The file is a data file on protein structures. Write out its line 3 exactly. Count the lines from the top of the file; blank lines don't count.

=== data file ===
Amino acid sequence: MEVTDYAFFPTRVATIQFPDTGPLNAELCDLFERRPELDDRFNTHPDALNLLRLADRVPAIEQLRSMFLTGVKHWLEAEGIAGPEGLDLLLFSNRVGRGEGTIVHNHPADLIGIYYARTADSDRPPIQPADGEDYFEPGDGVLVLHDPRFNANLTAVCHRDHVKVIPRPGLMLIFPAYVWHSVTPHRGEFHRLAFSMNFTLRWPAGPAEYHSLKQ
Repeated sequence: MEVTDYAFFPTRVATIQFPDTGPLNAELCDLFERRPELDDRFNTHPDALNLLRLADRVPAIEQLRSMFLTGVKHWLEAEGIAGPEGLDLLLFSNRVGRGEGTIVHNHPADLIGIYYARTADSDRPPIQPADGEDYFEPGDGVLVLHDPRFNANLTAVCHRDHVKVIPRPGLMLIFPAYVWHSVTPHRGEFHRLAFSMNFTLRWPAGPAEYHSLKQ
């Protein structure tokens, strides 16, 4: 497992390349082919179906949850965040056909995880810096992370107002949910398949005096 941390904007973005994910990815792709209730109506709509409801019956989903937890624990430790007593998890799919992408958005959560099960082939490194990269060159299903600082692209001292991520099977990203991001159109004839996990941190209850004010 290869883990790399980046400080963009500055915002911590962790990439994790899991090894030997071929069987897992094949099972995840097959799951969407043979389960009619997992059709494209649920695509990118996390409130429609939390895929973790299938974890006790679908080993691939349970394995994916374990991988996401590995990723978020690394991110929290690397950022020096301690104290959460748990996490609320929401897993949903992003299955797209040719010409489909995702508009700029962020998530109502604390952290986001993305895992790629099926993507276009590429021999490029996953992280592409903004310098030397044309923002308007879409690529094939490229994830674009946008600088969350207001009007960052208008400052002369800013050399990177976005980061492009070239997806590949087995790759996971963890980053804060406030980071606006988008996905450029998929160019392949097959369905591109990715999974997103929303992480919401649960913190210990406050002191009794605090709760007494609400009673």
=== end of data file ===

């Protein structure tokens, strides 16, 4: 497992390349082919179906949850965040056909995880810096992370107002949910398949005096 941390904007973005994910990815792709209730109506709509409801019956989903937890624990430790007593998890799919992408958005959560099960082939490194990269060159299903600082692209001292991520099977990203991001159109004839996990941190209850004010 290869883990790399980046400080963009500055915002911590962790990439994790899991090894030997071929069987897992094949099972995840097959799951969407043979389960009619997992059709494209649920695509990118996390409130429609939390895929973790299938974890006790679908080993691939349970394995994916374990991988996401590995990723978020690394991110929290690397950022020096301690104290959460748990996490609320929401897993949903992003299955797209040719010409489909995702508009700029962020998530109502604390952290986001993305895992790629099926993507276009590429021999490029996953992280592409903004310098030397044309923002308007879409690529094939490229994830674009946008600088969350207001009007960052208008400052002369800013050399990177976005980061492009070239997806590949087995790759996971963890980053804060406030980071606006988008996905450029998929160019392949097959369905591109990715999974997103929303992480919401649960913190210990406050002191009794605090709760007494609400009673």